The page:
Attack vectors are paths or means by which an adversary can gain access to a computer or network server to deliver malware. Attack vectors enable exploitation of system vulnerabilities, including the human element. For the Science for Security community, this problem is related to resiliency and scalability, as well as human behavior.

Science of Security 2020 (all)

Many more articles and research studies are appearing with "Science of Security" as a keyword. The articles cited here discuss the degree to which security is a science and various issues surrounding its development, ranging from basic approach to essential elements. The articles cited here address the fundamental concepts of the Science of Security.

Articles listed on these pages have been found on publicly available internet pages and are cited with links to those pages. Some of the information included herein has been reprinted with permission from the authors or data repositories. Direct any requests for removal via email of the links or modifications to specific citations. Please include the URL of the specific citation in your correspondence.

Pub Crawl contains bibliographical citations, abstracts if available, links on specific topics, and research problems of interest to the Science of Security community.

How recent are these publications?

These bibliographies include recent scholarly research on topics that have been presented or published within the stated year. Some represent updates from work presented in previous years; others are new topics.

How are topics selected?

The specific topics are selected from materials that have been peer reviewed and presented at SoS conferences or referenced in current work. The topics are also chosen for their usefulness for current researchers.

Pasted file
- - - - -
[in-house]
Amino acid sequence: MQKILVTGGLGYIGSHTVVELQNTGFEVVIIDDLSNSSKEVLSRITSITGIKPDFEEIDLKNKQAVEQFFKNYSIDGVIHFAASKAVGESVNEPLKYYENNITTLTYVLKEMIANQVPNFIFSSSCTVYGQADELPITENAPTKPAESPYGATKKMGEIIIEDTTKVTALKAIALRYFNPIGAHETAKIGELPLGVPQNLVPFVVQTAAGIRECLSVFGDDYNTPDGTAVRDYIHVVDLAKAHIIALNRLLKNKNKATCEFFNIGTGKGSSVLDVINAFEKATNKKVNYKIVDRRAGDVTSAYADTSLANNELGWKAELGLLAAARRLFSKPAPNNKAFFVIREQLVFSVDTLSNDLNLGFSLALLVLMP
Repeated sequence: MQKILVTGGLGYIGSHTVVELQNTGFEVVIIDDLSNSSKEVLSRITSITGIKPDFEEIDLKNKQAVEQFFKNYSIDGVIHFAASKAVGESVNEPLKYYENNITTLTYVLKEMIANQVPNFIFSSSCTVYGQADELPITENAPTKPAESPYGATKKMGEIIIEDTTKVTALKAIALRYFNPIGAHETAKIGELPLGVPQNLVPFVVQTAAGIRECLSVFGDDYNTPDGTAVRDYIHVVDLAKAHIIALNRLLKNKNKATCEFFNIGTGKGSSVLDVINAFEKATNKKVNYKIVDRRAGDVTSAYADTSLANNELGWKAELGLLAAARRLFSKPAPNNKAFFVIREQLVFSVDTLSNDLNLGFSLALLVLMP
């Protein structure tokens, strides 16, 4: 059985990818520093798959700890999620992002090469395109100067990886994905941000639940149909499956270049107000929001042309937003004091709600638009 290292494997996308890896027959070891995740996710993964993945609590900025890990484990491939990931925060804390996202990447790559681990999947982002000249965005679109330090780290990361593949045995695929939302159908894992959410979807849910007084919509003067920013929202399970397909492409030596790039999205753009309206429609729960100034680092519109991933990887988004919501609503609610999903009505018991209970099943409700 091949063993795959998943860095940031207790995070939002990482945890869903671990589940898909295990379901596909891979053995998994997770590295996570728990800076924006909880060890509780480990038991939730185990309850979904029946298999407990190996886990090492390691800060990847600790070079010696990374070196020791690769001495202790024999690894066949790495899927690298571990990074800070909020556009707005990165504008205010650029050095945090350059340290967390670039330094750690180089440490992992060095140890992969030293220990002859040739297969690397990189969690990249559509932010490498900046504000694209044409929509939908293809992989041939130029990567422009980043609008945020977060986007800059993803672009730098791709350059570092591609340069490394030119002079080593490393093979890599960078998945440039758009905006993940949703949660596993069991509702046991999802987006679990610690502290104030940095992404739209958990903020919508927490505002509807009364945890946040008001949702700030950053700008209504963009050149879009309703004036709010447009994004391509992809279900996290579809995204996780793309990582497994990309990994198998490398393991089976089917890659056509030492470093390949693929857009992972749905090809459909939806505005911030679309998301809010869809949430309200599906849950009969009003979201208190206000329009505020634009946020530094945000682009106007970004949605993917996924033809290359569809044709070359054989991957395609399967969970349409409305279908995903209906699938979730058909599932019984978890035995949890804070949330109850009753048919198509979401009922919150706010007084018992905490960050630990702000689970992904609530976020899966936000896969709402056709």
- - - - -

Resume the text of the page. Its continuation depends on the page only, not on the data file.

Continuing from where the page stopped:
How can I submit or suggest a publication?

Researchers willing to share their work are welcome to submit a citation, abstract, and URL for consideration and posting, and to identify additional topics of interest to the community. Researchers are also encouraged to share this request with their colleagues and collaborators.

What are the hard problems?

Select a hard problem to retrieve related publications.

  1. - Scalability and Composability: Develop methods to enable the construction of secure systems with known security properties from components with known security properties, without a requirement to fully re-analyze the constituent components.
  2. - Policy-Governed Secure Collaboration: Develop methods to express and enforce normative requirements and policies for handling data with differing usage needs and among users in different authority domains.
  3. - Security Metrics Driven Evaluation, Design, Development, and Deployment: Develop security metrics and models capable of predicting whether or confirming that a given cyber system preserves a given set of security properties (deterministically or probabilistically), in a given context.
  4. - Resilient Architectures: Develop means to design and analyze system architectures that deliver required service in the face of compromised components.
  5. - Understanding and Accounting for Human Behavior: Develop models of human behavior (of both users and adversaries) that enable the design, modeling, and analysis of systems with specified security properties.